Rod Laver is among the greatest tennis players the world has ever seen, and the inspiration behind the Laver Cup.
He grew up playing on a court rolled on his family’s cattle farm in outback Queensland, as a small boy building his game around his gifts of speed and power and honing them with relentless determination and passion.
At 15 he caught the eye of Australia’s legendary Davis Cup captain Harry Hopman.
Within three years (1956) Laver was a member of the Australian Davis Cup team and just three years later won his first Grand Slam singles title, at the Australian Championships in 1960.
Laver was aggressive, using his power and accuracy to pin opponents into corners of the court and his speed to come to the net and finish them off. He once said he wasn’t a great orator, preferring to let his racquet do the talking – it spoke beautifully and delivered with thundering volume.
Over the next two years, Laver continued to rack up major titles, peaking in 1962 when he won the coveted Grand Slam – the Australian, French, Wimbledon and US titles in the one season. That year he also won the Italian and German titles and was a part of Australia’s winning Davis Cup team.
He did all this while working to make ends meet and cover his expenses, so the following season Laver made the big decision to turn professional, thus disqualifying himself from the Grand Slam tournaments – which at that time were only open to amateur players.
For five seasons, while in his prime years of 25 to 30, he played exhibition matches on the fledgling professional tennis circuit. He missed out on competing at 20 Grand Slam events – multiple opportunities to add to his impressive career haul of 11 Grand Slam singles titles.
Not that Laver struggled for success in the new professional era. Starting in 1966 he won 19 consecutive tournaments on the U.S. professional circuit, and helped popularise the sport in places and among audiences that had yet to experience top-level tennis.
Having dominated in the amateur ranks and on the professional circuit, Laver continued to do just that when, in 1968, amateurs and professionals were united at tournaments for the first time in what signalled the birth of the Open Era.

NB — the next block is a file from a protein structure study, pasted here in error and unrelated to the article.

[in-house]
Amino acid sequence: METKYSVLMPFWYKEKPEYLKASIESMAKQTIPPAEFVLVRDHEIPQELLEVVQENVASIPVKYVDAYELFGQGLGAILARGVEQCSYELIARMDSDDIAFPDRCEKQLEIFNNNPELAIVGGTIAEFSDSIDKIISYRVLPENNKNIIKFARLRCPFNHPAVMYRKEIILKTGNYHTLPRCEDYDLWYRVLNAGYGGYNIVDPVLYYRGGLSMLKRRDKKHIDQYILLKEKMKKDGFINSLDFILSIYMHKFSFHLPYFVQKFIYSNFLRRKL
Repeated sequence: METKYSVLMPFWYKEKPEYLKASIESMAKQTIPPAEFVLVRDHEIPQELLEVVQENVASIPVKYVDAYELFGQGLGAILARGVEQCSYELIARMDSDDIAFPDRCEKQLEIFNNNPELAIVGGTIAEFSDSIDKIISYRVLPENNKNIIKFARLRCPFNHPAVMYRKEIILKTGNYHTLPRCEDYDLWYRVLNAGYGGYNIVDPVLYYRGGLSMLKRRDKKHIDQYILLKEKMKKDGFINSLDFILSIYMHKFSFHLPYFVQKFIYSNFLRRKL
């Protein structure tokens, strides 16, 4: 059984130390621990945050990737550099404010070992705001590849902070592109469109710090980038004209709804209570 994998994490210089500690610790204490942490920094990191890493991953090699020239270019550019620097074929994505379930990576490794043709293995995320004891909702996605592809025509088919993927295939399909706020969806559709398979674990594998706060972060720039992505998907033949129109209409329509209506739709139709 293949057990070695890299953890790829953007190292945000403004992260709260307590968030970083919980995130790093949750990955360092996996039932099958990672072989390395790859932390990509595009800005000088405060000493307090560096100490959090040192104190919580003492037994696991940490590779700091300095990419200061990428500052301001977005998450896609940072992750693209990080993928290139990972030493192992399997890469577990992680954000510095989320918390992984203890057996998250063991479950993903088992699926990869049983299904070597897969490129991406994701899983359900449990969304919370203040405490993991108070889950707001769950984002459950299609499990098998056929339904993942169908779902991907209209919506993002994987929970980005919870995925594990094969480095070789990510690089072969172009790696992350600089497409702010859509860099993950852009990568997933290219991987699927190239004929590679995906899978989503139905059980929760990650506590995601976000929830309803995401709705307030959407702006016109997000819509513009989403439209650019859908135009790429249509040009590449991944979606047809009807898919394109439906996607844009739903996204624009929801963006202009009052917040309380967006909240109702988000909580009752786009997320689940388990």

He won the very first “open” Wimbledon in 1968 and etched his name in tennis folklore when in 1969 he swept all four Grand Slam singles titles for the second time – against a more complete, and arguably far tougher, field.
No player in history has equalled his feat of winning two calendar-year Grand Slams.
The legendary Laver is a significant historical figure of the game, acting as a bridge between the romanticism and tradition of the wooden-racquet amateur era and the glittering professional era with which fans are now familiar.
Today, players like Federer, Nadal, Djokovic and Murray play in imposing arenas under bright lights and earn multi-million dollar pay checks – none of this would have been possible had it not been for the brave move by Laver and his contemporaries to turn pro and set the game on its current path.
Anyone who saw “Rocket” Rod Laver play will remember his power, speed and accuracy. They also saw a humble man who knew the work required for greatness and the respect and love that needed to be shown to opponents and the sport itself.
He remains an eternal spring of inspiration for future generations.
1970 Member of the Order of the British Empire (MBE) – For service to Tennis
1981 International Tennis Hall of Fame
1985 Sport Australia Hall of Fame
2000 Center Court at Melbourne Park, home of the Australian Open, was renamed Rod Laver Arena
2000 Named an ‘Australian Living Treasure’
2000 Awarded the Australian Sports Medal – Possibly the greatest player ever and the only player to capture two “Grand Slams”
2002 Named a Legend of Australian Sport
2009 Queensland Sport Hall of Fame
2016 Companion of the Order of Australia (AC) – For eminent service to tennis as a player, representative and mentor, at the national and international level, and as a role model for young sportsmen and women
2016 Laver Cup announced – a new tournament named in honor of Rod Laver’s achievements
2017 Inaugural Laver Cup staged in Prague in September 2017.